Egypt: The Hunt Against Homosexuals Continues
Additional Arrests Reported in Alexandria
International Gay and
Lesbian Human Rights Commission
1360 Mission Street, Suite 200 o San Francisco, CA 94103 USA
For Immediate Release: January 20, 2002
SAN FRANCISCO—At least eight more men have been arrested in Egypt on
suspicion of homosexual behavior, in what the press called a crackdown on a
"network of perverts." The arrests, following on last year’s trial
of 52 men for homosexuality, suggest a steadily growing pattern of
persecution. At the same time the trial of four men arrested for homosexuality
on November 10, 2001 opened today in Cairo and was postponed until next week.
"Enough is enough! The government of Egypt must stop these arrests
now," declared Scott Long, Program Director of the International Gay and
Lesbian Human Rights Commission. "Too many people are sitting in jail
whose only crime is to be suspected of homosexuality. Homosexuality is not
perverse, the behavior of the Egyptian government is."
The independent newspaper Al-Wafd reported on January 20 that eight men
were arrested for the "practice of debauchery" in Damanhour, capital
of the province of Al-Beheira, southwest of Alexandria.
Police confiscated "an address book containing the names and addresses
of a large number of perverts," the newspaper said, raising fears of
"With these arrests and the fear of more to come, the Egyptian
authorities are terrorizing their own population," added Mr. Long.
The newspaper article was headlined, "Major Network of Perverts
Arrested in Al-Beheira: Social Security employee used his home as a lair for
the practice of debauchery." The report said that "A group of
investigators stormed the apartment, and the eight defendants were caught in
debauched positions during a party for group perversions. They were wearing
nightgowns and makeup."
The civil servant who owned the apartment was arrested along with all
others present. The prisoners reportedly included an upholsterer (52 years
old), a shoe-shiner (52 years old), a factory employee (37 years old), a
mechanic (32 years old), and a carter (19 years old).
All are being held for four days—presumably until January 23—"pending
investigations." Damanhour prosecutor Yaseen Zaghloul ordered that the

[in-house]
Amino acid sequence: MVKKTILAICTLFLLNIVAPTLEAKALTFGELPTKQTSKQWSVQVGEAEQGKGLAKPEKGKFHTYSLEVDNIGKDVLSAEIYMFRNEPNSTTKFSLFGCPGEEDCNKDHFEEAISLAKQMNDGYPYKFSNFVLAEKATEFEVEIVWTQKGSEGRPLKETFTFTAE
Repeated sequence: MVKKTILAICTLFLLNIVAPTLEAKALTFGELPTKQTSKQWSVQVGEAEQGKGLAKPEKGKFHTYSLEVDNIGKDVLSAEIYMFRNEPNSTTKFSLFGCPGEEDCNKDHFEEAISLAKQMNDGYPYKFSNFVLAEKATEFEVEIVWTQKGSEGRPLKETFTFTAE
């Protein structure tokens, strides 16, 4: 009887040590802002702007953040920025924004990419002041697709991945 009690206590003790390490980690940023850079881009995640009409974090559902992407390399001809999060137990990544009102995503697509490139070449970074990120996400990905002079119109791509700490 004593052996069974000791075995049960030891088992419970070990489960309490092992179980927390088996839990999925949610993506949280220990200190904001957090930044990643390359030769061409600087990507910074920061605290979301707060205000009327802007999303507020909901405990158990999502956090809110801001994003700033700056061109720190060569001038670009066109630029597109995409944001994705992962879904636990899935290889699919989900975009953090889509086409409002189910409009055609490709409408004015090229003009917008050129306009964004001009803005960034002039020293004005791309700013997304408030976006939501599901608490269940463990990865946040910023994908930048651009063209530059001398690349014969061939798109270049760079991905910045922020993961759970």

men be subjected to medical examinations of their genitals and anuses.
In related news, the trial of four men arrested for homosexuality on
November 10, 2001, in the Boulak suburb of Cairo, opened today, but was
postponed for a week because the jail had neglected to send the prisoners to
court. The judge opened the proceedings by demanding of the bailiff,
"Where are the khawalat [a demeaning term for transvestites or
homosexuals]. Bring in the khawalat"—language indicating that the
chance of a fair hearing in the case is slim.
Provisions in Egypt’s Law 10 of 1961 on the Combat of Prostitution
criminalizing the "habitual practice of debauchery" are widely used
not only against sex workers but against consensual homosexual behavior. The
arrest raids mentioned above, including the "Cairo 52," are based on
this law. In addition two Egyptian university students were entrapped by
undercover police agents and sent to hard labor under this law.
In the "Cairo 52" case the Emergency State Security Court in
Cairo sentenced 23 presumed homosexuals to one to five years of hard labor on
November 14. These sentences cannot be appealed. At the same time the Court
acquitted 29 additional defendants. Despite international pleas the Egyptian
government refuses to pardon the remaining 23 men.
All fifty-two were arrested on the night of the May 10, 2001 in a raid of
the Queen Boat discotheque in Cairo or in random police pickups during the
following days. The 52 were held for over six months without bail. Defense
lawyers argued that proper arrest procedures were not followed, that the
arrests were made at random, and that charges were fabricated after the
arrest. There are enough irregularities in the arrests and handling of this
case to suggest that the "Cairo 52" may have been framed. The
State-controlled media engaged in a campaign of vilification against the 52,
publishing their names, and creating an environment of scandal around them,
branding them perverts, blasphemous, and traitors.
The Cairo 52 trials have been condemned by international human rights
organizations, members of US Congress and the United Nations.
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